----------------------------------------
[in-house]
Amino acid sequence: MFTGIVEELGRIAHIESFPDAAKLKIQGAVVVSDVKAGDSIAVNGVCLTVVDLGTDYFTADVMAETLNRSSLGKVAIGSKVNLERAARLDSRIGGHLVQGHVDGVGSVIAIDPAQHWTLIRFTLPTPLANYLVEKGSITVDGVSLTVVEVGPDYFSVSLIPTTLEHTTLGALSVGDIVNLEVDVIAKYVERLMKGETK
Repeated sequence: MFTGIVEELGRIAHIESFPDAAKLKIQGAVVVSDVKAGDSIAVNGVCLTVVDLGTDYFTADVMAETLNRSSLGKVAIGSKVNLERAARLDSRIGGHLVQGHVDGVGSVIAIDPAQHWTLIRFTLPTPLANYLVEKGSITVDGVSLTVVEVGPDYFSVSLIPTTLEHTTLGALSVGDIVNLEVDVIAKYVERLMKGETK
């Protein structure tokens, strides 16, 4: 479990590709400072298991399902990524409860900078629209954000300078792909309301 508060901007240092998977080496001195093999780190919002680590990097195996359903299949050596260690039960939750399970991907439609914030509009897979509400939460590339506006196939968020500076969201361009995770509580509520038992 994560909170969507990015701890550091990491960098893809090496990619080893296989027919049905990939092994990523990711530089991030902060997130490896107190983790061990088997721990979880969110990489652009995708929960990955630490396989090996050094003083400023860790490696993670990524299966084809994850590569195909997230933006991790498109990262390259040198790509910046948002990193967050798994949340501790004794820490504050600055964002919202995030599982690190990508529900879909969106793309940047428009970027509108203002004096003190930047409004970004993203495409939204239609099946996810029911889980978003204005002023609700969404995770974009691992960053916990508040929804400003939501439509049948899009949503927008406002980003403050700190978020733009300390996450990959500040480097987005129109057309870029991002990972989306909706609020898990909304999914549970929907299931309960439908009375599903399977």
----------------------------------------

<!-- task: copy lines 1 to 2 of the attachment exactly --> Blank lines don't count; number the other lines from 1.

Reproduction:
[in-house]
Amino acid sequence: MFTGIVEELGRIAHIESFPDAAKLKIQGAVVVSDVKAGDSIAVNGVCLTVVDLGTDYFTADVMAETLNRSSLGKVAIGSKVNLERAARLDSRIGGHLVQGHVDGVGSVIAIDPAQHWTLIRFTLPTPLANYLVEKGSITVDGVSLTVVEVGPDYFSVSLIPTTLEHTTLGALSVGDIVNLEVDVIAKYVERLMKGETK